While Federal Education Minister Julie Bishop didn’t greet her state and territory counterparts with the proverbial, “Send in the clowns”, she may as well have, given their rank hypocrisy in rejecting her plans to skew teachers’ pay towards performance and away from length of service.
A big fat “F” is just what state and territory ministers deserve for rejecting the plans. The losers of course, will be school students. They’ll lose twice: first they remain saddled with the current crop of teachers; and second, better quality teachers will continue to be discouraged from entering the profession.
The Bishop Plan could have seen teachers’ pay based on three criteria: an assessment of their work, student exam results and parent feedback. Ms Bishop sought to measure teachers’ performance by their output rather than the traditional input centric yard sticks that to this day, contaminate the public service.
The unstinting devotion state and territory education ministers have to their education union masters was revealed when Victoria’s acting Education Minister Jacinta Allan boasted at the Darwin meeting that “it has been a succession of failures for the federal minister in wanting to progress her agenda”. Perhaps Ms Allan considers the mass exodus of students from the state-based government school systems into non government schools as a ringing endorsement of the public schools system?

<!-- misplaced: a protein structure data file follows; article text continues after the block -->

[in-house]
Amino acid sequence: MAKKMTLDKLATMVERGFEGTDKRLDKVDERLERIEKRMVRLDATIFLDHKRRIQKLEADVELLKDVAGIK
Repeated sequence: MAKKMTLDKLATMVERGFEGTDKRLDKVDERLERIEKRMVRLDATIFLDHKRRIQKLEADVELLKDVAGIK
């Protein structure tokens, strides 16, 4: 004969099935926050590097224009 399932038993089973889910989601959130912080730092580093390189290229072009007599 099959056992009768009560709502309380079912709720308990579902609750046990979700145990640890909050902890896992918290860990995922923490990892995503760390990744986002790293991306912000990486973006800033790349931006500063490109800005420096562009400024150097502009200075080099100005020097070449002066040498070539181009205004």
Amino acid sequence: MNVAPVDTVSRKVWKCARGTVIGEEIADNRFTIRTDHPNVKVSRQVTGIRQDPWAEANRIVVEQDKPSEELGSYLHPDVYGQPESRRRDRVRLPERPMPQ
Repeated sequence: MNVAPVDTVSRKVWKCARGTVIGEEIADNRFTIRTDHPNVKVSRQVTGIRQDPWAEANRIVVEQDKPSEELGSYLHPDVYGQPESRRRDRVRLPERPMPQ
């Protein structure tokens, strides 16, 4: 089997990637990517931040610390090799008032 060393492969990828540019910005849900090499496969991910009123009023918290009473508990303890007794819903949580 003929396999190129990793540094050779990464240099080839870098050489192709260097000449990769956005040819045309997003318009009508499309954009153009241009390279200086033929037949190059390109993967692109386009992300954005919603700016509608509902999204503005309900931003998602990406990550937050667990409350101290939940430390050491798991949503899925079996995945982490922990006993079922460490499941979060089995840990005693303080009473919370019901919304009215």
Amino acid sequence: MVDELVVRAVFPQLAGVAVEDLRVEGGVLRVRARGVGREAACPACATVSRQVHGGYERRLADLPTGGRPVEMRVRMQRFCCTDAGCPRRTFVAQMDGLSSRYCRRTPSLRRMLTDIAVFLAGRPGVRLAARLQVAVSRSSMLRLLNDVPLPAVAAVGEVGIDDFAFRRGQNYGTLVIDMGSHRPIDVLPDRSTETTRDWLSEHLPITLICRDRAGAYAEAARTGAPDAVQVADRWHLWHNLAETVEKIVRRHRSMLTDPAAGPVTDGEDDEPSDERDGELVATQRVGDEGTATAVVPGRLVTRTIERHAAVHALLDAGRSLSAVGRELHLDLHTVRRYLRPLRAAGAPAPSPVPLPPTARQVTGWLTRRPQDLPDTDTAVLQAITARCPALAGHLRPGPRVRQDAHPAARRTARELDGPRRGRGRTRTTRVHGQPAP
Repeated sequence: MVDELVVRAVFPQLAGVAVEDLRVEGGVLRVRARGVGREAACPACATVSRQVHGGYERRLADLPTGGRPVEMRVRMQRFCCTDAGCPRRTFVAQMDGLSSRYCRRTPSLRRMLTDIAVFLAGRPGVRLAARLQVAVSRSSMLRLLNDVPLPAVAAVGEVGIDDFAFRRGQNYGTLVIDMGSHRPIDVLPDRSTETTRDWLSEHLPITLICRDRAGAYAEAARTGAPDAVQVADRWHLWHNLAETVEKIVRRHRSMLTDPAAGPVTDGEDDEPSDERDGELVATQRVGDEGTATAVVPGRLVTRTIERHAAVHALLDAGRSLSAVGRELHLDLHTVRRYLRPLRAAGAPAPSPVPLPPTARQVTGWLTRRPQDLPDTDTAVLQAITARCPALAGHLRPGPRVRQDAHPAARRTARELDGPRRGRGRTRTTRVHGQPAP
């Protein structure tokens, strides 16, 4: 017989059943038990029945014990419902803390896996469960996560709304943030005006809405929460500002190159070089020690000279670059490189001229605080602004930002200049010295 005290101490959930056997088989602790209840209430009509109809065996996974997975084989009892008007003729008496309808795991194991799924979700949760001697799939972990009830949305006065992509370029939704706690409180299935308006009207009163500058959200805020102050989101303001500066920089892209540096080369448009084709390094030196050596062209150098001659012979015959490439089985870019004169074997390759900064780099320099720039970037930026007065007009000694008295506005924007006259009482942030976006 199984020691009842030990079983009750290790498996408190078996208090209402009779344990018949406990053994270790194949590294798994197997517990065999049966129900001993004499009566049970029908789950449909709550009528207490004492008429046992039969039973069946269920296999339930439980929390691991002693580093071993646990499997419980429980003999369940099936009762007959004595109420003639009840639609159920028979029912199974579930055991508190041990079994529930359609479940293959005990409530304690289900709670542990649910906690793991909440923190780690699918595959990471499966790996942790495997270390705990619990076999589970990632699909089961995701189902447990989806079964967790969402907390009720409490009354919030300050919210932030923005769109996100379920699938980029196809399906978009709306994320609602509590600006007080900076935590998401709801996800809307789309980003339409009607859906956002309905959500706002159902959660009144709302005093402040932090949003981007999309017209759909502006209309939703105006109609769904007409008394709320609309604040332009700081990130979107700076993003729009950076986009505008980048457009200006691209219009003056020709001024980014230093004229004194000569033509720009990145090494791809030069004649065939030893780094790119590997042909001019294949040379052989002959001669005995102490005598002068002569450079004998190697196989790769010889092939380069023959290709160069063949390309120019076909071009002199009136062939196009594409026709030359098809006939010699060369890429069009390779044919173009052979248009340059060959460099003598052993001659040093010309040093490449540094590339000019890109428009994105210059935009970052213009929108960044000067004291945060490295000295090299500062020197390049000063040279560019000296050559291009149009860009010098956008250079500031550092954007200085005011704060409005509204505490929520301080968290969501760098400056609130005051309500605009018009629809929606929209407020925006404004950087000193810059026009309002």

While state and territory ministers can’t seem to do the simple maths on performance pay, it is worthwhile to note that the issue got a push forward last year in the United States.
In 2006, a group of educators from both public and private schools, both unionised and non unionised, came together in the belief that teachers needed to be paid differently. They agreed that a well crafted performance-pay system has huge potential to transform the teaching profession in ways that can help all students learn more (Performance Pay for Teachers - Designing a System that Students Deserve).
The group believed that teachers who perform at high levels and spread their expertise to other teachers deserve extra compensation for their performance and accomplishments.
The group’s starting point was that the current, stale half century-old teacher salary pay scale was designed with good reasons in mind: to promote gender equity and to protect teachers from erratic administrators. But it has long passed its use by date.
The study pushed for eight performance pay outcomes:
- that every student deserves a quality teacher;
- strengthen the current pay scales;
- attract talent to the profession;
- encourage every teacher to grow professionally;
- reward teachers based on their ability to help students make significant and measurable academic gains and reward teachers for helping achieve success for all students in a school;
- acknowledge that individual student learning is significantly influenced by more than just an individual teacher;
- provide adequate resources for teachers to do their jobs; and
- appreciate that teachers bring different levels of skills and ability to their work and that some teachers actually outperform others.
These goals were not unique to the study group, but were shown to be shared society wide: from parents and teachers to business leaders, economists and public policy makers.
The facts were ugly: the profession had a high turnover rate and that the best and brightest were not attracted to teaching. Irrespective of their ideological leanings, there was widespread agreement that to ensure a stable, high-quality workforce, teachers need to be paid both more and differently.
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